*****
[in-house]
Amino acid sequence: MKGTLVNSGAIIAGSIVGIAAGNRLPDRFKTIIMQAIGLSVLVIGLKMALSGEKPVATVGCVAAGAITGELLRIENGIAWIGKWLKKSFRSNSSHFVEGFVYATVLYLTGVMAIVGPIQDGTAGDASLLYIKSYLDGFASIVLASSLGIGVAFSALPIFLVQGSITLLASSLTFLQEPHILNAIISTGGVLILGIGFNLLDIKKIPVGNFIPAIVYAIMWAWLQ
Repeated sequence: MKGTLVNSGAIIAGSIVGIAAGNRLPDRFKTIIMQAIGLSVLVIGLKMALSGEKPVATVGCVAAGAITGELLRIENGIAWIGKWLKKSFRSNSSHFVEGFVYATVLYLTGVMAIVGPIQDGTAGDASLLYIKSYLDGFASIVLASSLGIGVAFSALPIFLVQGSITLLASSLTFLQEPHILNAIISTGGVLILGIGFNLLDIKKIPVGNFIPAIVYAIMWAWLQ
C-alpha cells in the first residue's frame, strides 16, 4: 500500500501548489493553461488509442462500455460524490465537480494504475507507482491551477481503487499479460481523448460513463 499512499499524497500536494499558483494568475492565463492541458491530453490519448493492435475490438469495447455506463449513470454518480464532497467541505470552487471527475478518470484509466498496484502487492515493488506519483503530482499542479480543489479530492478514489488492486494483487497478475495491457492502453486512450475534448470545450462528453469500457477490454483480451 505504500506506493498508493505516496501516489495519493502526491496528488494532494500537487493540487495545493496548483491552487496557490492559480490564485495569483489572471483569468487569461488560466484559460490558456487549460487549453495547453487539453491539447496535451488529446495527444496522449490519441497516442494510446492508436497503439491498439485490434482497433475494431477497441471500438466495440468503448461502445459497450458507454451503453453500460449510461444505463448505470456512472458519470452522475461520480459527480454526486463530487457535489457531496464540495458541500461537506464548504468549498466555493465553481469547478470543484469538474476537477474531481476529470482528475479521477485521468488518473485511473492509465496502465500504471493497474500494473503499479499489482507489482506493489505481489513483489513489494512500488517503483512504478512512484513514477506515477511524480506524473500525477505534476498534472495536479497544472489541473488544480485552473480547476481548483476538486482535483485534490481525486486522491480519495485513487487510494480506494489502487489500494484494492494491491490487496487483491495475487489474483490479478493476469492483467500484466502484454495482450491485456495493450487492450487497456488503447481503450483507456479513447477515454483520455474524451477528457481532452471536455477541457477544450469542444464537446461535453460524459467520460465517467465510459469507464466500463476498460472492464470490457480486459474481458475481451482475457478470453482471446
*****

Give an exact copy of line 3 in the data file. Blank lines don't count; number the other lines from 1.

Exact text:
Repeated sequence: MKGTLVNSGAIIAGSIVGIAAGNRLPDRFKTIIMQAIGLSVLVIGLKMALSGEKPVATVGCVAAGAITGELLRIENGIAWIGKWLKKSFRSNSSHFVEGFVYATVLYLTGVMAIVGPIQDGTAGDASLLYIKSYLDGFASIVLASSLGIGVAFSALPIFLVQGSITLLASSLTFLQEPHILNAIISTGGVLILGIGFNLLDIKKIPVGNFIPAIVYAIMWAWLQ